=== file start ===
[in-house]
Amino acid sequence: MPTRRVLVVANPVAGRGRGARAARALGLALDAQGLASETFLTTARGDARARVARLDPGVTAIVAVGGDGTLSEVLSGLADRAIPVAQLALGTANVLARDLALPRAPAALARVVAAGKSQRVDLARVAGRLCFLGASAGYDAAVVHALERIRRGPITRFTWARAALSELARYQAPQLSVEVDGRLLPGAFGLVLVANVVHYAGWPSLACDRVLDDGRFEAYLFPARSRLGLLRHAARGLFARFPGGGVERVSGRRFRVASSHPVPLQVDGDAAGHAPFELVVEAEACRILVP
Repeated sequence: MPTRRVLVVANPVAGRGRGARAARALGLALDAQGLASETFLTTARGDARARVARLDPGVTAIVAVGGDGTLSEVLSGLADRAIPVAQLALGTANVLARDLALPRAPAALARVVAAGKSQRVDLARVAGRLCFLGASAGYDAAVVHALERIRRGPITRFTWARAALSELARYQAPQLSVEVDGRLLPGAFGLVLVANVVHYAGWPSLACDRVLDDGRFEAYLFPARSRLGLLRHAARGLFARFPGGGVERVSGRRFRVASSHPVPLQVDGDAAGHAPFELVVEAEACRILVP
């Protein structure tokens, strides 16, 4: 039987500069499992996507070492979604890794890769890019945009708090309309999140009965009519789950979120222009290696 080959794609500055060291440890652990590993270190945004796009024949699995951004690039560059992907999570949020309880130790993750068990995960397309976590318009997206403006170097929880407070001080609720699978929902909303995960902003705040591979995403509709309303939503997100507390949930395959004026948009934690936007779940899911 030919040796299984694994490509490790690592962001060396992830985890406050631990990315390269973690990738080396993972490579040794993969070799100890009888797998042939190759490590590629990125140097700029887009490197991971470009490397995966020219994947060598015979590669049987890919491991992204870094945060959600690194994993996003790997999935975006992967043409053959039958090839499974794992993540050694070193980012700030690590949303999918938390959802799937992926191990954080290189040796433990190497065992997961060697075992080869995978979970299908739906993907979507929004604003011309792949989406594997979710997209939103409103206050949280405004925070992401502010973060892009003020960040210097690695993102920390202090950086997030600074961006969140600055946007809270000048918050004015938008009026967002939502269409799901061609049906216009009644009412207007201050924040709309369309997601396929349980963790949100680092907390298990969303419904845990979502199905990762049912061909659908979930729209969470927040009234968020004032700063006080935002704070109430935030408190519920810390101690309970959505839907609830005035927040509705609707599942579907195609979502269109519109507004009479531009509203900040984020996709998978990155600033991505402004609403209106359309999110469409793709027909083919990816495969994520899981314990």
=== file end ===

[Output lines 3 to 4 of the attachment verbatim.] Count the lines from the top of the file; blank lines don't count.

Repeated sequence: MPTRRVLVVANPVAGRGRGARAARALGLALDAQGLASETFLTTARGDARARVARLDPGVTAIVAVGGDGTLSEVLSGLADRAIPVAQLALGTANVLARDLALPRAPAALARVVAAGKSQRVDLARVAGRLCFLGASAGYDAAVVHALERIRRGPITRFTWARAALSELARYQAPQLSVEVDGRLLPGAFGLVLVANVVHYAGWPSLACDRVLDDGRFEAYLFPARSRLGLLRHAARGLFARFPGGGVERVSGRRFRVASSHPVPLQVDGDAAGHAPFELVVEAEACRILVP
């Protein structure tokens, strides 16, 4: 039987500069499992996507070492979604890794890769890019945009708090309309999140009965009519789950979120222009290696 080959794609500055060291440890652990590993270190945004796009024949699995951004690039560059992907999570949020309880130790993750068990995960397309976590318009997206403006170097929880407070001080609720699978929902909303995960902003705040591979995403509709309303939503997100507390949930395959004026948009934690936007779940899911 030919040796299984694994490509490790690592962001060396992830985890406050631990990315390269973690990738080396993972490579040794993969070799100890009888797998042939190759490590590629990125140097700029887009490197991971470009490397995966020219994947060598015979590669049987890919491991992204870094945060959600690194994993996003790997999935975006992967043409053959039958090839499974794992993540050694070193980012700030690590949303999918938390959802799937992926191990954080290189040796433990190497065992997961060697075992080869995978979970299908739906993907979507929004604003011309792949989406594997979710997209939103409103206050949280405004925070992401502010973060892009003020960040210097690695993102920390202090950086997030600074961006969140600055946007809270000048918050004015938008009026967002939502269409799901061609049906216009009644009412207007201050924040709309369309997601396929349980963790949100680092907390298990969303419904845990979502199905990762049912061909659908979930729209969470927040009234968020004032700063006080935002704070109430935030408190519920810390101690309970959505839907609830005035927040509705609707599942579907195609979502269109519109507004009479531009509203900040984020996709998978990155600033991505402004609403209106359309999110469409793709027909083919990816495969994520899981314990």